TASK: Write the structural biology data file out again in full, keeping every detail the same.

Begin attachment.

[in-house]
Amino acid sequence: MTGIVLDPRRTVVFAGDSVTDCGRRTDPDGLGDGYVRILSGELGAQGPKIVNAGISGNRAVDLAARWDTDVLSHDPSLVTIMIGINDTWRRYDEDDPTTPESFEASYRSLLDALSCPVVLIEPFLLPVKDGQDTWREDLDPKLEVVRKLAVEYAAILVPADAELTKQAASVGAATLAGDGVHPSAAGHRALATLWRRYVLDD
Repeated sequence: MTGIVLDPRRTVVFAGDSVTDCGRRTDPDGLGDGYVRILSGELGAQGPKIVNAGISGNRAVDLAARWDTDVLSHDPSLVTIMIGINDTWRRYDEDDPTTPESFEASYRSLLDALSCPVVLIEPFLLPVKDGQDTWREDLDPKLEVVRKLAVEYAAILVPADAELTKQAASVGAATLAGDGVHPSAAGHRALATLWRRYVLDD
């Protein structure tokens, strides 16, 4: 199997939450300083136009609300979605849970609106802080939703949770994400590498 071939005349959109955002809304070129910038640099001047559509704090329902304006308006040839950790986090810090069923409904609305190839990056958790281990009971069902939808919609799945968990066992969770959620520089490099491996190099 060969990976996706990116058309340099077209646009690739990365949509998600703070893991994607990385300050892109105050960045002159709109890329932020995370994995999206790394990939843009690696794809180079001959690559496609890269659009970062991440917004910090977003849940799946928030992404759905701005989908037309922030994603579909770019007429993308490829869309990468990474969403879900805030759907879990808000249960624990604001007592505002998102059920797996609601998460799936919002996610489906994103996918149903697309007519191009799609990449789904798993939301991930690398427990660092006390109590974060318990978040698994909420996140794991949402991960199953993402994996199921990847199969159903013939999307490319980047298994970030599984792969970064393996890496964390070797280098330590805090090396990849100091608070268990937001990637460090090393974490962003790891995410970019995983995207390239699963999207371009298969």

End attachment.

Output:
[in-house]
Amino acid sequence: MTGIVLDPRRTVVFAGDSVTDCGRRTDPDGLGDGYVRILSGELGAQGPKIVNAGISGNRAVDLAARWDTDVLSHDPSLVTIMIGINDTWRRYDEDDPTTPESFEASYRSLLDALSCPVVLIEPFLLPVKDGQDTWREDLDPKLEVVRKLAVEYAAILVPADAELTKQAASVGAATLAGDGVHPSAAGHRALATLWRRYVLDD
Repeated sequence: MTGIVLDPRRTVVFAGDSVTDCGRRTDPDGLGDGYVRILSGELGAQGPKIVNAGISGNRAVDLAARWDTDVLSHDPSLVTIMIGINDTWRRYDEDDPTTPESFEASYRSLLDALSCPVVLIEPFLLPVKDGQDTWREDLDPKLEVVRKLAVEYAAILVPADAELTKQAASVGAATLAGDGVHPSAAGHRALATLWRRYVLDD
């Protein structure tokens, strides 16, 4: 199997939450300083136009609300979605849970609106802080939703949770994400590498 071939005349959109955002809304070129910038640099001047559509704090329902304006308006040839950790986090810090069923409904609305190839990056958790281990009971069902939808919609799945968990066992969770959620520089490099491996190099 060969990976996706990116058309340099077209646009690739990365949509998600703070893991994607990385300050892109105050960045002159709109890329932020995370994995999206790394990939843009690696794809180079001959690559496609890269659009970062991440917004910090977003849940799946928030992404759905701005989908037309922030994603579909770019007429993308490829869309990468990474969403879900805030759907879990808000249960624990604001007592505002998102059920797996609601998460799936919002996610489906994103996918149903697309007519191009799609990449789904798993939301991930690398427990660092006390109590974060318990978040698994909420996140794991949402991960199953993402994996199921990847199969159903013939999307490319980047298994970030599984792969970064393996890496964390070797280098330590805090090396990849100091608070268990937001990637460090090393974490962003790891995410970019995983995207390239699963999207371009298969």